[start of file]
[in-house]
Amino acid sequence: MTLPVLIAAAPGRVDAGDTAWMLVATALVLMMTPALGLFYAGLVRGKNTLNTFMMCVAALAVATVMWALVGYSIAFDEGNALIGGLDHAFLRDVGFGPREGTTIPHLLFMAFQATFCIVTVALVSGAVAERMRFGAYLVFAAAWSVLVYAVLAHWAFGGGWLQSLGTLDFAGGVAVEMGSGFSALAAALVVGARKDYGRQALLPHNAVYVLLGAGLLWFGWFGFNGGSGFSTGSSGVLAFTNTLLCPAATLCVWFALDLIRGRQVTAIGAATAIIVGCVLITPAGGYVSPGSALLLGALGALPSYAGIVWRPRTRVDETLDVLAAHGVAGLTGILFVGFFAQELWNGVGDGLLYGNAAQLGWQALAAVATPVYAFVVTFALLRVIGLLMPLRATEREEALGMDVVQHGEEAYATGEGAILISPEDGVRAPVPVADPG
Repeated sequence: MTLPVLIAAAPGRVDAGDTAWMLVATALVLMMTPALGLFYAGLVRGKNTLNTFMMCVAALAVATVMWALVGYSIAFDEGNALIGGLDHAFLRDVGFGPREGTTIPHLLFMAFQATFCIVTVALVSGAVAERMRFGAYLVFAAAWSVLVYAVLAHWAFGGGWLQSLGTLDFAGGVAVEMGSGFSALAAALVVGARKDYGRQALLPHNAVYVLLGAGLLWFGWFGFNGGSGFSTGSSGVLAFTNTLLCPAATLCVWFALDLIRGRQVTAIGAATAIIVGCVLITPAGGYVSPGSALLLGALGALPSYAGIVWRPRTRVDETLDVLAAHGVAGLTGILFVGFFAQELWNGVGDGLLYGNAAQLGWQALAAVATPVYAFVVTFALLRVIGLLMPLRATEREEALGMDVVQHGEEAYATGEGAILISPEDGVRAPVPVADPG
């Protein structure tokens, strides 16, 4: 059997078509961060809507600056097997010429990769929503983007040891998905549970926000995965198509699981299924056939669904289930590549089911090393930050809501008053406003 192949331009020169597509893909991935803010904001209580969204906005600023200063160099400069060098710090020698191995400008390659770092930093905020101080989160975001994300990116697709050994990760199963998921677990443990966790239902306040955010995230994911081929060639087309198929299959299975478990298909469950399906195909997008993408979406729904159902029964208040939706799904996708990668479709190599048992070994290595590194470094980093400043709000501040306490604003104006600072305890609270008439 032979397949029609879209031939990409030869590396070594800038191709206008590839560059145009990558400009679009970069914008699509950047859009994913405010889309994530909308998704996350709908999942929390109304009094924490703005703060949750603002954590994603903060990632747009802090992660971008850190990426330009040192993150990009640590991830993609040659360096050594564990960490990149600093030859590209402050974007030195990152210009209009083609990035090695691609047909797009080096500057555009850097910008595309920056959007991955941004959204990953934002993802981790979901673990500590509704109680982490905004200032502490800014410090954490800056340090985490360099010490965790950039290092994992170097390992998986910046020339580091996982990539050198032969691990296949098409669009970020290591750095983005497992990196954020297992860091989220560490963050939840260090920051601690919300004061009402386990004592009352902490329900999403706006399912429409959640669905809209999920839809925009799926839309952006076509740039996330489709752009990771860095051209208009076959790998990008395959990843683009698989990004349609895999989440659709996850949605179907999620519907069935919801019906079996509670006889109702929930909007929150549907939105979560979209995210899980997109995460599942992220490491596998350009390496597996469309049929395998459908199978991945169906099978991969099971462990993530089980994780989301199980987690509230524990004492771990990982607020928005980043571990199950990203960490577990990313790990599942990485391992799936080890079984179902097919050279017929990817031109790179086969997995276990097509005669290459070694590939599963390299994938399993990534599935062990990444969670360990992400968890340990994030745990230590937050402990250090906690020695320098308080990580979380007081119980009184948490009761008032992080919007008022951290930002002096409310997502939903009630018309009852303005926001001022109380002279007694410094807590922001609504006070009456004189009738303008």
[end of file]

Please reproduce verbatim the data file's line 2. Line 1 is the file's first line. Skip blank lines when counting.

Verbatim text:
Amino acid sequence: MTLPVLIAAAPGRVDAGDTAWMLVATALVLMMTPALGLFYAGLVRGKNTLNTFMMCVAALAVATVMWALVGYSIAFDEGNALIGGLDHAFLRDVGFGPREGTTIPHLLFMAFQATFCIVTVALVSGAVAERMRFGAYLVFAAAWSVLVYAVLAHWAFGGGWLQSLGTLDFAGGVAVEMGSGFSALAAALVVGARKDYGRQALLPHNAVYVLLGAGLLWFGWFGFNGGSGFSTGSSGVLAFTNTLLCPAATLCVWFALDLIRGRQVTAIGAATAIIVGCVLITPAGGYVSPGSALLLGALGALPSYAGIVWRPRTRVDETLDVLAAHGVAGLTGILFVGFFAQELWNGVGDGLLYGNAAQLGWQALAAVATPVYAFVVTFALLRVIGLLMPLRATEREEALGMDVVQHGEEAYATGEGAILISPEDGVRAPVPVADPG